It's main selling points are its retro looks, V8 rumble and straight-line muscle.

    I can get retro looks, V8 rumble and straight-line muscle in an actual classic muscle car for a hell of a lot less than $45k. Why not have the original, rather than a copy?

    The Mustang in particular seems to be the only one that's actually trading on legitimate all-around performance rather than retro muscle pastiche. That's where my money would go.

  8. Tinman
    June 7, 2009 at 8:29 pm #

    Sure you can have an original for the same price but trust me, it's not the way to go. You can't use an original as a daily driver, I did this for a year with my 71 Challenger R/T and it was a bad experience from every angle. If I had the budget I would be at the Dodge dealer right now running down the option list for a new Challenger.

    Love the strips on the Challenger Classic!

    • June 9, 2009 at 7:52 pm #

      I guess it depends on where you live.

      I've got a 90-mile round trip, 80+mph commute here in LA. With no snow and almost no rain, I could do it in a Se7en. (Hmmm…).

      The distance means way too many miles to use a truly rare classic, but I'd love to build something like a 289 + T5 '65 Falcon from an otherwise unloved I-6, 2 speed model.

  9. Paul
    June 7, 2009 at 9:44 pm #

    Do not want…as an only car.

    I'd love to have a 3 car garage consisting of the Shelby GT500, the Camaro Z28 SS and the Dodge Challenger SRT8.

    And you'd be correct in assuming that I'd rock a my mullet, member's only jacket, wife beater under shirt, stone washed black jeans and Nike Err Force Onez…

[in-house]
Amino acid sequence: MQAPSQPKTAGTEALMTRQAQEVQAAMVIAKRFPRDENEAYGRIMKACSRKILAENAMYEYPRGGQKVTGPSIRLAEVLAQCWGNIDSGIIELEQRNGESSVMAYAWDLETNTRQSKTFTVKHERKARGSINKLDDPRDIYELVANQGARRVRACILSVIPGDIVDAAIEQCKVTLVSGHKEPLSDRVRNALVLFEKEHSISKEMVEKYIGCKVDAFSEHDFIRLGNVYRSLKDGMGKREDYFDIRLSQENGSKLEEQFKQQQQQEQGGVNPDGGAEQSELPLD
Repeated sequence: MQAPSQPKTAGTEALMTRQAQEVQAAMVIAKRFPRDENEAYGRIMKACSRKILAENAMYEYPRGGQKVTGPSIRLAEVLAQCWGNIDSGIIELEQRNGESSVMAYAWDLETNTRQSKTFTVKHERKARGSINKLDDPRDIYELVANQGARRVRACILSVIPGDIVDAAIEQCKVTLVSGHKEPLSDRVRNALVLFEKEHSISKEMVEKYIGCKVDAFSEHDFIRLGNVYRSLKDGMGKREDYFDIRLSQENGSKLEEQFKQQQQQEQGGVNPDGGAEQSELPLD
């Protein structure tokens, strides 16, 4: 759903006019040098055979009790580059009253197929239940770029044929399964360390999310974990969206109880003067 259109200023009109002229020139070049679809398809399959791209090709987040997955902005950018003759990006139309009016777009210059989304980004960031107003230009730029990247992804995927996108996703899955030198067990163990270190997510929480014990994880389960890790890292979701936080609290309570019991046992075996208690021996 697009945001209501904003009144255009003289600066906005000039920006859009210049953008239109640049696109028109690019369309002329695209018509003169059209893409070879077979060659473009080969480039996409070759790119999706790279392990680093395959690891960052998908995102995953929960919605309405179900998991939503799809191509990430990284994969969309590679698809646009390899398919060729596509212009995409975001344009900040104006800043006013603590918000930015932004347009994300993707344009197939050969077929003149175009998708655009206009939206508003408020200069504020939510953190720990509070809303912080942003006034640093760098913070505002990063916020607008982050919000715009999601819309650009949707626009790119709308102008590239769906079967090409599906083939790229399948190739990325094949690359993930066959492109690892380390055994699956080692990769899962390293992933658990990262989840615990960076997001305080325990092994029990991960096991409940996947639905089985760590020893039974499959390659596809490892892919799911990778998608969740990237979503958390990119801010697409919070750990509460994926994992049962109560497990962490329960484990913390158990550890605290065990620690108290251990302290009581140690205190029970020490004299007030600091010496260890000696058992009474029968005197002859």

10. June 20, 2009 at 8:44 am #

    Tip: Do not look at original Challenger + new Challenger pics side by side or you won't be able to look at the new one again. The coolest thing about the original Challenger was how low and wide it was, but for some ungodly reason, the designer of the new Challenger decided to take the classic car and narrow and raise it.

    And i don't see how anyone in their right mind would take any model Challenger over the Mustang or new Camaro. I'm really not a fan of the new 'maro, but it's just better than the Challenger in every single way, besides looks(damn thing is hideous!!!).

  11. October 19, 2009 at 4:08 am #

    Yes indeed this is an expensive hot rod but I believe it is vital to future generations of car builders to have access to a good foundation to build there hot rods from. Back in the day cuda’s, challengers, and superbee’s were not just flying off the showroom floor but all the hot roders now sure are happy they built them.

    So my hats off to Dodge for the new challenger.

    Thanks for the cool article!

  12. March 13, 2010 at 12:03 pm #

    Although article marketing is basically free to do, it’s still a great idea to purchase automation tools. Article spinning and submitter softwares are the most effective ones you can get that will massively facilitate you leverage your article marketing efforts.